Federal Reserve Chairman Jerome Powell is hardly a month on the job and the pressure is already building.

On Tuesday, Feb. 27, the newly minted chairman will appear in front of Congress to present his first semiannual monetary policy update. Powell appears in front of the House Financial Services Committee on Tuesday followed by the Senate Banking Committee on Thursday, March 1.

The Fed released Powell's prepared remarks ahead of his appearance before Congress on Tuesday. In the remarks, Powell called for "further gradual increases in the federal funds rate," but was not specific in how many rate hikes the Fed expects.

Wall Street has watched carefully for any signals as to the Fed's intended pace for rate hikes under Powell's leadership. The Fed had previously projected three rate hikes this year and two more in 2019.

In the prepared remarks, Powell detailed the monetary policy moves the Fed took in the second half of last year, namely increasing the federal funds rate by 0.25% in December and initiating balance sheet normalization in October. Powell said the balance sheet trimming has "been proceeding smoothly."

"These interest rate and balance sheet actions reflect the Committee's view that gradually reducing monetary policy accommodation will sustain a strong labor market while fostering a return of inflation to 2%," Powell said.

Looking ahead, Powell said many of the economic factors that had previously been headwinds have morphed into tailwinds. Fiscal policy has become "more stimulative" while foreign demand for U.S. exports is on a "firmer trajectory."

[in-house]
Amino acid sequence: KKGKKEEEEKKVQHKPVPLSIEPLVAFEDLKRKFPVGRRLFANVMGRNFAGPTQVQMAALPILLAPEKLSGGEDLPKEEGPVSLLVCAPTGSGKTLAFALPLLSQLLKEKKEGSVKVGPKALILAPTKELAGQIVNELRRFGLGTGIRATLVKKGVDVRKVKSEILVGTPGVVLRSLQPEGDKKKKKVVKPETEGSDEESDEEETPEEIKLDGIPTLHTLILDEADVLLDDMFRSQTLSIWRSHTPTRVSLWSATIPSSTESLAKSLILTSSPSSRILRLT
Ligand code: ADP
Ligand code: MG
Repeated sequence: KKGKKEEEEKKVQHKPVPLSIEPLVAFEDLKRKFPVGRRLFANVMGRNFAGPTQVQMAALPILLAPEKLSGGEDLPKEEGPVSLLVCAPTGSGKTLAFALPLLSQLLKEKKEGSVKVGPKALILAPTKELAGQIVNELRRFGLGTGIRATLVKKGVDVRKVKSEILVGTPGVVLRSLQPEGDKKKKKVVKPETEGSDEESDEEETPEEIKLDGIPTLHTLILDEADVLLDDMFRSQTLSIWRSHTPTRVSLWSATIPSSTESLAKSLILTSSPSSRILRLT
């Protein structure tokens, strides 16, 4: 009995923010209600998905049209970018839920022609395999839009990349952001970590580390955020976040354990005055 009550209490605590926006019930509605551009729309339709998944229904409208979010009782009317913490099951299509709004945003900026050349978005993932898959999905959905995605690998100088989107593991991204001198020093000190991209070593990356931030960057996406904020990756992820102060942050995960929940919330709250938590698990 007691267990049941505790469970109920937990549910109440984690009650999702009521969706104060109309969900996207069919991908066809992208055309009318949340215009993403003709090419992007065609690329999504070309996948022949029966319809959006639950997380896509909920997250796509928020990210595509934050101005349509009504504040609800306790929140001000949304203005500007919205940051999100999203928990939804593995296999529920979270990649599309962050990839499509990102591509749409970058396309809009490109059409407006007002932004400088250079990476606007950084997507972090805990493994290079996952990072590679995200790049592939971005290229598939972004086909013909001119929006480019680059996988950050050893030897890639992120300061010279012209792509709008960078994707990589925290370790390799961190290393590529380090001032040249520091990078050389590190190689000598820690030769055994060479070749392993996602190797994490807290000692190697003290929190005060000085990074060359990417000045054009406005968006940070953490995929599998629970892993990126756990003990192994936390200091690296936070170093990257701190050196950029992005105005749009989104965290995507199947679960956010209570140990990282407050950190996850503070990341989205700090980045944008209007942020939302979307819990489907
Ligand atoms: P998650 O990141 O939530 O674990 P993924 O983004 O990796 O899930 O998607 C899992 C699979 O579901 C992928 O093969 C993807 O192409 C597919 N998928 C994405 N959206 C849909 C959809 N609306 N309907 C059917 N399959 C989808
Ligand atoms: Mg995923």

"In gauging the appropriate path for monetary policy over the next few years, the FOMC will continue to strike a balance between avoiding an overheated economy and bringing PCE price inflation to 2% on a sustained basis," Powell wrote, returning to the Fed's mandates. 

"In the FOMC's view, further gradual increases in the federal funds rate will best promote attainment of both of our objectives," Powell wrote. "As always, the path of monetary policy will depend on the economic outlook as informed by incoming data."

Powell also noted that inflation has been "low and stable," running below the 2% Fed inflation mandate. 

"We continue to view some of the shortfall in inflation last year as likely reflecting transitory influences that we do not expect will repeat; consistent with this view, the monthly readings were a little higher toward the end of the year than in earlier months," Powell added.

Powell also touted economic gains early in his statement. He noted that the U.S. economy grew at a "solid pace" in the back half of 2017 and continued as such into 2018.

Monthly job gains averaged 179,000 from July through December, Powell noted, and payrolls rose an additional 200,000 in January.

"This pace of job growth was sufficient to push the unemployment rate down to 4.1%, about 3/4 percentage point lower than a year earlier and the lowest level since December 2000," he added.

Powell also explained that the labor participation rate has not changed very much, signaling job market strength despite downward pressure retiring Baby Boomers have put on the participation rate. 

"After easing substantially during 2017, financial conditions in the United States have reversed some of that easing. At this point, we do not see these developments as weighing heavily on the outlook for economic activity, the labor market, and inflation. Indeed, the economic outlook remains strong," Powell said.

Under previous chairs Janet Yellen and Ben Bernanke, the stock market didn't move very dramatically following two-day testimonies. 

Stocks were little changed in futures trading Tuesday morning after trending lower earlier. Dow Jones Industrial Average futures were down  0.17%, S&P 500 futures decreased 0.20% and Nasdaq futures lost 0.13%.

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